Monday, August 25, 2008

The Year of Living Biblically, by A.J. Jacobs

A friend made me a copy of the CD version of this book. She thought it was hilarious (as apparently do many others, based on the Amazon ratings). I warned her that I might not enjoy it, given my reaction to Jacobs' first book (The Know-it-all). On the other hand, I am able to overcome preconceptions. I also don't turn down free books, whether or not I think I'll like them.

I listened to it while I was in my car, driving here and there alone. I think books-on-CD are wonderful companions on long rides. And short ones.

I won't keep you in suspense. I didn't like it.

Let's start with the premise: A.J., who somewhat calls himself Jewish, decides to take on the bible, both testaments, plus various side documents, and to live according to the scripture as closely as possible. He admits at the outset that one reason for his quest is to write a book about the experience. He says the other reason is that he has been, at best, agnostic all his life, and he wanted to find out for himself if there is anything in that book that speaks to him. Essentially, he purports to want to become a better person and wonders if the bible might help him in that quest.

To my mind, the "story" about becoming a better, more spiritual person by living by the bible is the plot of the forthcoming book. It is really all about the book. It's clear from the start that he is not about to take any of it seriously, although from time to time he will stop to reflect and try to share his insights with us. Such as they are.

There is a lot of material there to work with, to be sure. Think of the strange commandments (there are a lot more than ten, he finds out right away by poring over the entire book and listing them all), like not wearing anything made of both linen and...what is it again? Cotton? I can't remember. Some kinds of mixed fabrics, anyway. And the requirement to grow a beard but never trim it. How about this one: build a special kind of hut every year and live inside it for a specified period. The bible is truly rich with strange, unexplainable rules, followed by almost nobody.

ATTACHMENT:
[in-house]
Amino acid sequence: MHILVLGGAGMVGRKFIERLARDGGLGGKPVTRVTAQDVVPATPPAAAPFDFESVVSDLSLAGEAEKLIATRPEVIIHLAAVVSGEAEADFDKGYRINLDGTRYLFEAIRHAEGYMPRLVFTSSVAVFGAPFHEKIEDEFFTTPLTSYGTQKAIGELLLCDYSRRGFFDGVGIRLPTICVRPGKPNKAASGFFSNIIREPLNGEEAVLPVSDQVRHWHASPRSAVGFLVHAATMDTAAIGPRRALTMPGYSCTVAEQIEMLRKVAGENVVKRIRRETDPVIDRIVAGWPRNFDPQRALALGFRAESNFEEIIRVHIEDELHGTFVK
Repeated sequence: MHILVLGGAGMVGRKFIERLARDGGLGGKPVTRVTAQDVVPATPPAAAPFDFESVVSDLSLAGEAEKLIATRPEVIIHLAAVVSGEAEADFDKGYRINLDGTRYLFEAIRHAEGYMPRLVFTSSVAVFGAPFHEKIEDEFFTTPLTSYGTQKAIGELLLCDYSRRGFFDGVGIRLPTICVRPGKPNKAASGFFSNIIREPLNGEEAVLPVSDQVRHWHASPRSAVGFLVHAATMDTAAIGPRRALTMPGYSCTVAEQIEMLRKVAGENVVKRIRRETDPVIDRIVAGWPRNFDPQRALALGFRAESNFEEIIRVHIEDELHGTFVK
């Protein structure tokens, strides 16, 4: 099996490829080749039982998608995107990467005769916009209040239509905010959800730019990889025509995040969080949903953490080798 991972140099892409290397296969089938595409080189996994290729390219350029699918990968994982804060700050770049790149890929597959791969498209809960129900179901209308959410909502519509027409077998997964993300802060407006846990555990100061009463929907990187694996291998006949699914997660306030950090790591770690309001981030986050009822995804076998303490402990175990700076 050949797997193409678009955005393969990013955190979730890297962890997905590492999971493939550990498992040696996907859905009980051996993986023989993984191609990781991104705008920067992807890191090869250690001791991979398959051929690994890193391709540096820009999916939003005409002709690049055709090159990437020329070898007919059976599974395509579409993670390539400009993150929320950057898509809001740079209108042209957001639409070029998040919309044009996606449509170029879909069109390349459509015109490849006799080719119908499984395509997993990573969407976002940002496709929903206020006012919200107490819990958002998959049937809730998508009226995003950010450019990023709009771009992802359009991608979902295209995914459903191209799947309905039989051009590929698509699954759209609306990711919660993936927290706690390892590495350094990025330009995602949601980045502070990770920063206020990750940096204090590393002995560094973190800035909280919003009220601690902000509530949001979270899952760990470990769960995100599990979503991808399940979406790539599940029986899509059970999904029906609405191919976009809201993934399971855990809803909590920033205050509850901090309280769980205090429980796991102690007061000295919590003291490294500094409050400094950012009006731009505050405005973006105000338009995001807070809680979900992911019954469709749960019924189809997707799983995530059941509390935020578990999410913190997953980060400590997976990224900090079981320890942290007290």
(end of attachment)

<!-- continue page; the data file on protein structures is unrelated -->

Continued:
A few people do follow some of these rules. Different groups of people, different rules, generally. A.J. hunts some of them down and learns from them. What does he learn? Nothing, actually, except that the bible says to do it so you do it. Some tell him there is an explanation for every rule, that all can be explained. Others say no, all cannot be explained, there is no explanation, but that doesn't mean you don't do them. They are still important.

Still others veer to the spirit rather than the letter of the law. Most modern churches are in this camp. Although they would have to admit that they look past some spirits or interpret the hell out of them (literally). There is no doubt that every religion picks and chooses what to follow and what not to follow, regardless of how "literal" the religion is.

Some of the information A.J. finds out, by consulting with his religious advisors and hunting down strange cults and the odd relative, is quite interesting. In every case, though, the story is about A.J. Here I am with this group of crazy dancers and I'm dancing and I feel like I'm having an out-of-body experience. Here I am with this other group of people who are buying chickens and handing them to a chicken-killer to kill, in some kind of effort to save my soul. Here I am dealing with my wife, who is trying to get pregnant, who is going through in-vitro fertilization, and look what a great husband I am, or I am not. Here I am dealing with the death of a neighbor, look at how much I am feeling.

At least one religious guy tells A.J. it isn't about becoming a better person. It's about serving God. That one sets A.J. back a bit. He actually thinks about it. But he's soon back up on that horse because that's the one he rode in on.

This version of the book, the CD version, is read by A.J. himself. If I had any doubts about his sincerity they are smashed to bits just by his tone. That is, if I wanted to give him the benefit of the doubt just listening to him speak makes it impossible. I have tried to pinpoint what it is about his voice that puts me on edge. Here's the closest I can come to narrowing it down:

You are in a class. The teacher tells you to read some parts of a book written by someone else. You don't want to appear soft or sentimental so when you get to deeper thoughts or feelings you read them in a tone that is almost mocking. That's what we get here.

It's a book about one person making a silly commitment to follow the bible nearly literally so he can write about it in a somewhat funny way.

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